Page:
One of the most regular requests we’ve had recently has been for mix and mingle parties.
The answer is yes. But whenever we’ve provided one so far, our mix and mingle parties have always been custom written to the guest list as it’s not actually as easy as it soundss to provide a game that has an undefined number of guests, an undefined level of mixing, an undefined “acting ability” and an undefined level of involvement for all concerned.
The quick answer is “no”. But actually that’s not strictly true. It IS possible to generate a mix and mingle game using our “skit and clue” style large group games.
To make things easy, what you need is at least 6 willing volunteers to do a little “acting”; someone to act as host to oversee events, and one big area where all the guests can mingle to watch the two scenes the actors will act out during the course of the night.
The “actors” don’t need to know who has committed the crime, and they can act “script in hand” during the party too, so it doesn’t matter if they haven’t learned their lines. It’ll still work fine.
Then, rather than forming teams, as the “skit and clue” format suggests, the clues are distributed around the attending guests instead. As there are over 100 clues each round, it means some guests will have more than one (unless you have a very big party!)
Rather than inundate the guests with lots of information, the best thing to do is weed out the “extra” clues, there will always be one or two in a set of 100 that provide useless information, red herrings, or duplicate information. Removing these will often mean you can whittle the number of clues down to nearer 50-70 each round.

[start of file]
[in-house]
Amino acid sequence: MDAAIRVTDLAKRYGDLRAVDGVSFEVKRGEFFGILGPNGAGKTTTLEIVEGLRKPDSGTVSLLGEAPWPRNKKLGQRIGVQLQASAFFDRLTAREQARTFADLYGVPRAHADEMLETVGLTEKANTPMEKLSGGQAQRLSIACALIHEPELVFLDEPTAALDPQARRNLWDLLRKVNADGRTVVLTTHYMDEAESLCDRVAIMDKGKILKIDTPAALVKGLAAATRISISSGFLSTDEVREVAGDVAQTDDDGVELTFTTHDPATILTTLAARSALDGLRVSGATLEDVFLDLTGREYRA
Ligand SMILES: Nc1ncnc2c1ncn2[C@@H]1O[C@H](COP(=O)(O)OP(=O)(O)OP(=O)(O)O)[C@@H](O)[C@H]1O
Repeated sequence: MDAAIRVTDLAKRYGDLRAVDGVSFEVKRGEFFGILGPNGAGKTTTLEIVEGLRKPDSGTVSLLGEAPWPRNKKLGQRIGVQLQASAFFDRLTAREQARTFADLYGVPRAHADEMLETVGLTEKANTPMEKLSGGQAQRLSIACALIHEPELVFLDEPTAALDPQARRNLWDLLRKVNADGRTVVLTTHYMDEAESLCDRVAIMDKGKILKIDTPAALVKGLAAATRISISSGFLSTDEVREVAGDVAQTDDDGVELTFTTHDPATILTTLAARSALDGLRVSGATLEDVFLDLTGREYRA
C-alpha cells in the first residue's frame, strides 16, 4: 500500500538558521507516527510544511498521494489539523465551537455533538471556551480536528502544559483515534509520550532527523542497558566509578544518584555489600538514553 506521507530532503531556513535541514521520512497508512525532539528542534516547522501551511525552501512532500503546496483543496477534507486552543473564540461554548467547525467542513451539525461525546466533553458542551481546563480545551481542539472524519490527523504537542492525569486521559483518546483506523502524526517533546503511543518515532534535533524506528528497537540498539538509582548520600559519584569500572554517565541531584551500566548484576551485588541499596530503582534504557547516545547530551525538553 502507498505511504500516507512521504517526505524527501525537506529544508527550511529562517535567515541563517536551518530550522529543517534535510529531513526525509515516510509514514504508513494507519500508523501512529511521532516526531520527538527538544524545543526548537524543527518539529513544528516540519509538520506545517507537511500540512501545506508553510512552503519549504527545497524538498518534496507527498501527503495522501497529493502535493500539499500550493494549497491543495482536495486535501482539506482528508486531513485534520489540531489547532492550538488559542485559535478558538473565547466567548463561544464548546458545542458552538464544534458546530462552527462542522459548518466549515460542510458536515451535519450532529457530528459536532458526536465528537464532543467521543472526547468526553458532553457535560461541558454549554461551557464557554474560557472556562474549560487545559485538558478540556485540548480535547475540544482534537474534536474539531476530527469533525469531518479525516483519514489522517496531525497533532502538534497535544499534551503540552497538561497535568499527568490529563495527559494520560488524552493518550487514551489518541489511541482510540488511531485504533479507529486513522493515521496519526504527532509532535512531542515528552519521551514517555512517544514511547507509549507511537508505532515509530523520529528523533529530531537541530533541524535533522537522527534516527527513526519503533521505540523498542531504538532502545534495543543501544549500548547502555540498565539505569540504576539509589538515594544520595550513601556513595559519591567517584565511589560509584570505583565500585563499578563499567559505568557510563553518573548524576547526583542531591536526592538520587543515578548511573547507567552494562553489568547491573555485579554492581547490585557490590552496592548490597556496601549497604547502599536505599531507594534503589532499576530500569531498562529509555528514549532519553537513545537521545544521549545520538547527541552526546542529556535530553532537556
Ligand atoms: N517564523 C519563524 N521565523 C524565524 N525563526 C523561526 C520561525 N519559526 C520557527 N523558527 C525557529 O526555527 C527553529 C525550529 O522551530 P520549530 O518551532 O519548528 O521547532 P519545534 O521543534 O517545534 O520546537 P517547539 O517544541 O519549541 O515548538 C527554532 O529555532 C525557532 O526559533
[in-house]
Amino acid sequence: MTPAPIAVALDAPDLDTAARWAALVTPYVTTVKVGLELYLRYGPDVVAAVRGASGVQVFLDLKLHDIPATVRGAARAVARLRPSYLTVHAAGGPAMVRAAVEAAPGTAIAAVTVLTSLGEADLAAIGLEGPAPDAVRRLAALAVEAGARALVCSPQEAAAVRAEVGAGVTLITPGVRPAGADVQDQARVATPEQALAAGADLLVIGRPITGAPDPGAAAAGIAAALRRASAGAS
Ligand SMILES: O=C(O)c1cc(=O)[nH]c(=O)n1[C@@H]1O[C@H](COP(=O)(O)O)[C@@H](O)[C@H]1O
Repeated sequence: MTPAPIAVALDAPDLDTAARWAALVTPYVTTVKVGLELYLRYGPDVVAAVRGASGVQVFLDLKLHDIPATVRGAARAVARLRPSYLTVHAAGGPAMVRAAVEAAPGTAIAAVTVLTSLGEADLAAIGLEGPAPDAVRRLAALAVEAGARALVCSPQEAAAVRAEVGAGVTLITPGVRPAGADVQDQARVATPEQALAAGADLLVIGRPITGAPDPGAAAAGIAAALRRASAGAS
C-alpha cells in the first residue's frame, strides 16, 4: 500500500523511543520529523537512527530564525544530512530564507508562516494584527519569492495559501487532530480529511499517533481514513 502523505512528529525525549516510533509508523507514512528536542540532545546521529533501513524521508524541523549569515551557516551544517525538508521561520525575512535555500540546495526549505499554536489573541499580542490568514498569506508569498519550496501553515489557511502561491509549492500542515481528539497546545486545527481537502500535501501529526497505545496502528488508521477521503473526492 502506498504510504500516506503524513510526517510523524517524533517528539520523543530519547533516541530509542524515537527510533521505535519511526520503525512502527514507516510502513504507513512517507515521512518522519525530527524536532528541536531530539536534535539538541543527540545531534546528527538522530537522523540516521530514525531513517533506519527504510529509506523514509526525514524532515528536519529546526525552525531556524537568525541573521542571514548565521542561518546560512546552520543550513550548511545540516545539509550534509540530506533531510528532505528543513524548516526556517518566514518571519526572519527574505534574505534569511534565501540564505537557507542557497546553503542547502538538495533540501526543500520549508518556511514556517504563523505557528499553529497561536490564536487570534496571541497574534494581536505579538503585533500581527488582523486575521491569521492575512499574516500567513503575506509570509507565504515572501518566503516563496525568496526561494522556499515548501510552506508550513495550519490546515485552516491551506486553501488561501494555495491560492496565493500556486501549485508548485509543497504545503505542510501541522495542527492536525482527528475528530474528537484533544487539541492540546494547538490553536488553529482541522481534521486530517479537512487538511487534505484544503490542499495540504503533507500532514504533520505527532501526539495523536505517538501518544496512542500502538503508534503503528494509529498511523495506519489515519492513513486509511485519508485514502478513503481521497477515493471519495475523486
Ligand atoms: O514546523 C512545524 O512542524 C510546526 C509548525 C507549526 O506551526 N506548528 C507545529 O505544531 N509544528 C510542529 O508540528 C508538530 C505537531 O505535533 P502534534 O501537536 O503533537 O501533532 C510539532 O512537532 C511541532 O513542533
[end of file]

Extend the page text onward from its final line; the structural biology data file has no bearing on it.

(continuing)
Then you can look at the clues you have left and decide if any work as physical props which you can leave about the house. E.g. there might be a clue which relates to Rat poison – in which case you can label up a bottle as “rat poison” and stick an “evidence” label on it so guests can move around the house spotting evidence as well as exchanging clues between each other.
During the evening guests can either swap clues OR keep all the information to themselves and swap the information they know for other information as they mix as a group; and other than removing the teams, this part of the evening runs exactly as it would do if you were hosting a large group dinner party game.
Over the course of 2015 we plan to develop a series of mix and mingle style games, but ones that are easy to play, unlike the more traditional “free form” character games where everyone has to ad lib throughout the night, and which scare many people away from mix and mingle style evenings as they are too difficult to run. In the meantime we hope this information sheet helps those who are trying to work out how to run a game in mix and mingle format until then!
Something we’ve suggested to a number of people this year is to run a mix and mingle game in a similar way to Cluedo – or in other words, a “what’s missing” game. Give you guests a list of rooms, murderers, and weapons, and create cards which each guest will hold which provide an alibi for a suspect or a location of a murder weapon. Guests can then tick off the cards as they see them to work out “What’s missing”, or if you prefer – just do the same thing with Cluedo cards, providing you have enough to go around.
It means “no acting” required – but it’ll suit a very informal mix and mingle.